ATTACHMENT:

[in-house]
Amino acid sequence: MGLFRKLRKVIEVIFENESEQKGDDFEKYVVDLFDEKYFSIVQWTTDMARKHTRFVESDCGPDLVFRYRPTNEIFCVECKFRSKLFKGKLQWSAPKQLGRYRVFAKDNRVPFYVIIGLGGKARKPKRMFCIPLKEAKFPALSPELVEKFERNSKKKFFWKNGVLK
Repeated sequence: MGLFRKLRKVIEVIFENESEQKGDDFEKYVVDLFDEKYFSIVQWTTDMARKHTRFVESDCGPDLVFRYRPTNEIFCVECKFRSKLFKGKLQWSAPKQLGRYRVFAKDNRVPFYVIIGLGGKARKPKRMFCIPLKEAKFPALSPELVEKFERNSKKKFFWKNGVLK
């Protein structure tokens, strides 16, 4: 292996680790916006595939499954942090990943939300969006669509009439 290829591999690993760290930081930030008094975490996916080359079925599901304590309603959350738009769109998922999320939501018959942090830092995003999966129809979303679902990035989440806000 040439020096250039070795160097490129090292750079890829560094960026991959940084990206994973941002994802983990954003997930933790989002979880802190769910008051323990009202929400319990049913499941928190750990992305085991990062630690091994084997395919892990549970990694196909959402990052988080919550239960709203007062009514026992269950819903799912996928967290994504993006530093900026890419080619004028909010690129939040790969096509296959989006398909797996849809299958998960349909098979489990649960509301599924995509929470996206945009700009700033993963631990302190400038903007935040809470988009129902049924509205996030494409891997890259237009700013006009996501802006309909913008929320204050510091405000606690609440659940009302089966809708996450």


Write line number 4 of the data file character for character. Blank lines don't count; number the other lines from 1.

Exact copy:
């Protein structure tokens, strides 16, 4: 292996680790916006595939499954942090990943939300969006669509009439 290829591999690993760290930081930030008094975490996916080359079925599901304590309603959350738009769109998922999320939501018959942090830092995003999966129809979303679902990035989440806000 040439020096250039070795160097490129090292750079890829560094960026991959940084990206994973941002994802983990954003997930933790989002979880802190769910008051323990009202929400319990049913499941928190750990992305085991990062630690091994084997395919892990549970990694196909959402990052988080919550239960709203007062009514026992269950819903799912996928967290994504993006530093900026890419080619004028909010690129939040790969096509296959989006398909797996849809299958998960349909098979489990649960509301599924995509929470996206945009700009700033993963631990302190400038903007935040809470988009129902049924509205996030494409891997890259237009700013006009996501802006309909913008929320204050510091405000606690609440659940009302089966809708996450």